On April 1, her 53rd birthday, Susan Burns of Arlington, Virginia physically attacked Gauguin's painting Two Tahitian Women in the National Gallery because, she said, “I feel that Gauguin is evil. He has nudity and is bad for the children. He has two women in the painting and it’s very homosexual. I was trying to remove it. I think it should be burned.” Burns has a history of mental illness, has been convicted of throwing shoes in stores and hurling a full cup of coffee at a bartender, for which she served 2.5 years in prison, the longest of her three lock-ups. Though the frame sustained minor damage, the painting was unhurt.
On Palm Sunday, after escalating protests by conservative Catholics and the National Front in Avignon, four vandals age 18 to 25 swung hammers and pickaxes to slashing two photographs by the New York-based Honduran-Afro-Cuban artist Andres Serrano: The Church, which depicts a nun's hands in prayer, and Immersion (Piss Christ), which shows a crucifix submerged in a jar of his urine.
The Guardian reports:
Civitas, a lobby group that says it aims to re-Christianize France, launched an online petition and mobilised other fundamentalist groups. The staunchly conservative archbishop of Vaucluse, Jean-Pierre Cattenoz, called Piss Christ "odious" and said he wanted this "trash" taken off the gallery walls. Last week the gallery complained of "extremist harassment" by fundamentalist Christian groups who wanted the work banned in France.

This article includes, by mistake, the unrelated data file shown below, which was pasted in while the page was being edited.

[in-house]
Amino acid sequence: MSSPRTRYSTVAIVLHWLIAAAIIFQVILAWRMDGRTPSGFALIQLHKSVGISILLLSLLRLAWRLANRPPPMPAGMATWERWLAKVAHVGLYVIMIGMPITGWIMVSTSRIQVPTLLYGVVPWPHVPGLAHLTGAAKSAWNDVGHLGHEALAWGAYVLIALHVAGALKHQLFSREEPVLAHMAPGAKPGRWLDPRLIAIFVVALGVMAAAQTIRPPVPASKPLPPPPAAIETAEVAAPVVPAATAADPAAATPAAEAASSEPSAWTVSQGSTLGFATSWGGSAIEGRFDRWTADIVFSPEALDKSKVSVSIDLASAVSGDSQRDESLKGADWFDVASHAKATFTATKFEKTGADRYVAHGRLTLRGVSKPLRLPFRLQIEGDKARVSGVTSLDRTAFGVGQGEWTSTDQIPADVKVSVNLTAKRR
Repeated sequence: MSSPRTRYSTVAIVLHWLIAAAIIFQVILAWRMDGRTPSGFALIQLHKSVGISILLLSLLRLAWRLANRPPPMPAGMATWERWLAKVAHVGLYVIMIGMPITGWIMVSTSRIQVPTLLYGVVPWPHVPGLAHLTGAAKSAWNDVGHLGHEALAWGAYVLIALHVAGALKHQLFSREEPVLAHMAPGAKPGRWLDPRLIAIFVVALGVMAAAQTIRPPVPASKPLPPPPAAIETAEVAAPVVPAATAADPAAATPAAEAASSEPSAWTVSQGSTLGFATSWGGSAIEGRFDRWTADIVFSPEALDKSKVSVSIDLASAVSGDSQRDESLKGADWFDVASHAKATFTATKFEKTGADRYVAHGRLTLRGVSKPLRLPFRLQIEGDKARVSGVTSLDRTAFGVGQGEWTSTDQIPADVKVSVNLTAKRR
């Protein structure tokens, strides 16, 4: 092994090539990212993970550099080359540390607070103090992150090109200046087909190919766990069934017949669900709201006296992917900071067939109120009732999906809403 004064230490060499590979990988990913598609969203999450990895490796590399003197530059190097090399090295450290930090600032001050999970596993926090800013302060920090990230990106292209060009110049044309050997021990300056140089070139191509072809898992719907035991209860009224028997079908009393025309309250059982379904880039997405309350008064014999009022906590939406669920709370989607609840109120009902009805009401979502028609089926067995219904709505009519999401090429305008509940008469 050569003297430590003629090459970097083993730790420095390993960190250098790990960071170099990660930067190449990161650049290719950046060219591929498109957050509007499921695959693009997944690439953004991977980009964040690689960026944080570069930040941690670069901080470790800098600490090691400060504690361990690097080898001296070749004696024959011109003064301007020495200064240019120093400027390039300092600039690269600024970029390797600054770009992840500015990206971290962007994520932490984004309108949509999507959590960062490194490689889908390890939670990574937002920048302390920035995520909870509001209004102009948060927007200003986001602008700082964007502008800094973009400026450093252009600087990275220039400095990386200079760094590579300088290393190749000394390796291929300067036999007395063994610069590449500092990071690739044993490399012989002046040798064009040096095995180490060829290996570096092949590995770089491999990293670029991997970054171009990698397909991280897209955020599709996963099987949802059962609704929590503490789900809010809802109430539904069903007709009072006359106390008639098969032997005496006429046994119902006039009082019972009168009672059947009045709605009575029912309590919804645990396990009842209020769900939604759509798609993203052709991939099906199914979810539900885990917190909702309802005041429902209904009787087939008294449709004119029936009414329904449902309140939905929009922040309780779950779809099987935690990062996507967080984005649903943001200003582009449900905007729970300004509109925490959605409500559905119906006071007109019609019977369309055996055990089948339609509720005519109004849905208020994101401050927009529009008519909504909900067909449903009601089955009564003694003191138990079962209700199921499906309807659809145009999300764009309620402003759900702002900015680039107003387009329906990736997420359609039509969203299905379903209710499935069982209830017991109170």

Lambert, one of France's best known art dealers.. likened the atmosphere to "a return to the middle ages."
On Saturday, around 1,000 Christian protesters marched through Avignon to the gallery. The protest group included a regional councillor for the extreme-right Front National, which recently scored well in the Vaucluse area in local elections. The gallery immediately stepped up security, putting plexiglass in front of the photograph and assigning two gallery guards to stand in front of it.
But on Palm Sunday morning, four people in sunglasses aged between 18 and 25 entered the exhibition just after it opened at 11am. One took a hammer out of his sock and threatened the guards with it. A guard grabbed another man around the waist but within seconds the group managed to take a hammer to the plexiglass screen and slash the photograph with another sharp object.
The gallery director, Eric Mézil, said it would reopen with the destroyed works on show "so people can see what barbarians can do".
The paper says the incident "has plunged secular France into soul-searching about Christian fundamentalism and Sarkozy's use of religious populism in his bid for re-election next year."
Elsewhere in the French government, openly gay Minister of Culture Frederic Mitterrand condemned the attack saying, “I’m shocked that someone can go into a museum, assault the guards and destroy an art work. This is unacceptable. If one is offended by a piece of art one should make a formal complaint at law: this is a fundamental principle of the French Republic. Any act of violence, destruction, and intolerance is unacceptable.”